Environmental Footprint, Cost, and Nutrient Database of the US Animal Feed Ingredients

Poster presentation BurekWhy Look at Feed Ingredients and Environmental Footprint?

The US Pig Production Environmental Calculator (PPEC) was built upon cradle-to-farm-gate life-cycle assessment (LCA) of pork production combined with the US National Resource Council (NRC 2012) swine nutrient requirements models (NRC 2012), farm operation inputs, and animal feed database. The purpose of the US Animal Feed Database is to compile environmental, economic, and nutrient content of animal feed ingredients in a single location and integrate it into a PPEC economic model of swine operations. (Click on image at right to view a handout of the poster).

What did we do?

We collected data from different sources including NRC (2012) feed nutrient characteristics, Feedstuffs (2014) for feed prices, US agricultural and product LCA models built in SimaPro 7.3.3 (PRé Consultants 2011) and LCA databases (Swiss Centre for Life Cycle Inventories 2010; EarthShift 2011; Blonk Consultants 2014) for environmental footprints. Table 1 shows a list of top US pig feed ingredients.

What have we learned?

list in us databaseFeed ingredients with highest costs are additives (e.g. paylean) and amino acids. Milk by-products have the largest climate change impact, water and land use.

Future Plans

The information from this database will be used as a starting point for identifying potential mitigation options in pig diet formulation. The database will be updated as new information becomes available.


Jasmina Burek, Research Associate, University of Arkansas jburek@uark.edu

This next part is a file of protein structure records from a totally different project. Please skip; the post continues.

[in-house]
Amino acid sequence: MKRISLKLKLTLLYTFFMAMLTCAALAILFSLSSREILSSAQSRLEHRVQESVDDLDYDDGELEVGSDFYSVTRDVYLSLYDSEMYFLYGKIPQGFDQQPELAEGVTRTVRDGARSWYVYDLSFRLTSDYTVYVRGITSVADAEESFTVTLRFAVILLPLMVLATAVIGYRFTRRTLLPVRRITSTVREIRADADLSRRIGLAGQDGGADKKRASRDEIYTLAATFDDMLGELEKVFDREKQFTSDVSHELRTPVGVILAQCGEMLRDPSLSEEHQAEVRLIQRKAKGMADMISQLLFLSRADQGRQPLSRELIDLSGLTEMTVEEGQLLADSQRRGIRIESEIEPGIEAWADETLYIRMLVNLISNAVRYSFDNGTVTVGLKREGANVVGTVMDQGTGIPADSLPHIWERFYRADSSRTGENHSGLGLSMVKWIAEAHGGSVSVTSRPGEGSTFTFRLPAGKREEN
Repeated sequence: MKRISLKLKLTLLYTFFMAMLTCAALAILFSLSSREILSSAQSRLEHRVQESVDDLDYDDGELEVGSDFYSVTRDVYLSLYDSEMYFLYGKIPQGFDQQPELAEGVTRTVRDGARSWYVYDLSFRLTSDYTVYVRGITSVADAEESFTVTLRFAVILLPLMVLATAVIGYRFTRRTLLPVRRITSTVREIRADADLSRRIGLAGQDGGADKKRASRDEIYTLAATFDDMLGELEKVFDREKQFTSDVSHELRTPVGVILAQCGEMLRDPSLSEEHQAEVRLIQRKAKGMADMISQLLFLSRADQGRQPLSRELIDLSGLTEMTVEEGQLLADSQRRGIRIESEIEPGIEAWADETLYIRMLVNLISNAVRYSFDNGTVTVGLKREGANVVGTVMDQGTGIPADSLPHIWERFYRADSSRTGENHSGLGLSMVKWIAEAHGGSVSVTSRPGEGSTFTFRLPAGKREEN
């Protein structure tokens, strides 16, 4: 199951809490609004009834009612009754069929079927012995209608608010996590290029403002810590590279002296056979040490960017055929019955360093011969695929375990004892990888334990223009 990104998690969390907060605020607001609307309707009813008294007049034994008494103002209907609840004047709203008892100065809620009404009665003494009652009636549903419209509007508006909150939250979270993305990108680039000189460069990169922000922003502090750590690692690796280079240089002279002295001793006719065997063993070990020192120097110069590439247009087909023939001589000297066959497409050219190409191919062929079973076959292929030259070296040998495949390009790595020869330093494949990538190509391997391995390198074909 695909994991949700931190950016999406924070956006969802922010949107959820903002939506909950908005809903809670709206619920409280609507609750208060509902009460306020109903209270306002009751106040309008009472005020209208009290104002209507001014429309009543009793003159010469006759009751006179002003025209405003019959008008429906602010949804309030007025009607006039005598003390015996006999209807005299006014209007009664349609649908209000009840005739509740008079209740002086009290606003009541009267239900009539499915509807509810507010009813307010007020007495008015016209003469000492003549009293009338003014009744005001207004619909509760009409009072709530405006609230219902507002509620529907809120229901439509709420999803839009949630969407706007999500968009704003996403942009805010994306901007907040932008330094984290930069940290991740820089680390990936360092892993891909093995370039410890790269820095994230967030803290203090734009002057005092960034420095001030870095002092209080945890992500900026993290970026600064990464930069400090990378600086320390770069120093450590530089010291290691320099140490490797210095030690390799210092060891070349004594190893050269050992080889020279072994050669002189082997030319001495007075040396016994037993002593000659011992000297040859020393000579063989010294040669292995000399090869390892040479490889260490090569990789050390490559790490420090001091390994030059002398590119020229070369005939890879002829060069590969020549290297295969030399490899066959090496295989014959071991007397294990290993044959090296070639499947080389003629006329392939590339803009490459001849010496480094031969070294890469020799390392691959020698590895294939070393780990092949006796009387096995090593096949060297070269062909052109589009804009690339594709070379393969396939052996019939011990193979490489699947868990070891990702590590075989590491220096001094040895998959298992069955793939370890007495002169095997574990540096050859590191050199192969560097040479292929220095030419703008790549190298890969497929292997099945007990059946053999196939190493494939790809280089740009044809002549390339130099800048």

Greg Thoma, Jennie Popp, Charles Maxwell, Rick Ulrich

Additional information

National Pork Board (2015) Carbon Footprint of Pork Production Calculator – Pork Checkoff.
Pesti G, Thomson E, Bakalli R, et al. (2004) Windows User-Friendly Feed Formulation (WUFFF DA) Version1.02.
PRé Consultants (2014) SimaPro 8.3. 4555022.

Pig Production Environmental Calculator
Life-Cycle Assessment Modeling for the Pork Industry


This research is part of the program “Climate Change Mitigation and Adaptation in Agriculture,” and is supported by Agriculture and Food Research Initiative Competitive Grant no. 2011-68002-30208 from the USDA National Institute of Food and Agriculture.

The authors are solely responsible for the content of these proceedings. The technical information does not necessarily reflect the official position of the sponsoring agencies or institutions represented by planning committee members, and inclusion and distribution herein does not constitute an endorsement of views expressed by the same. Printed materials included herein are not refereed publications. Citations should appear as follows. EXAMPLE: Authors. 2015. Title of presentation. Waste to Worth: Spreading Science and Solutions. Seattle, WA. March 31-April 3, 2015. URL of this page. Accessed on: today’s date.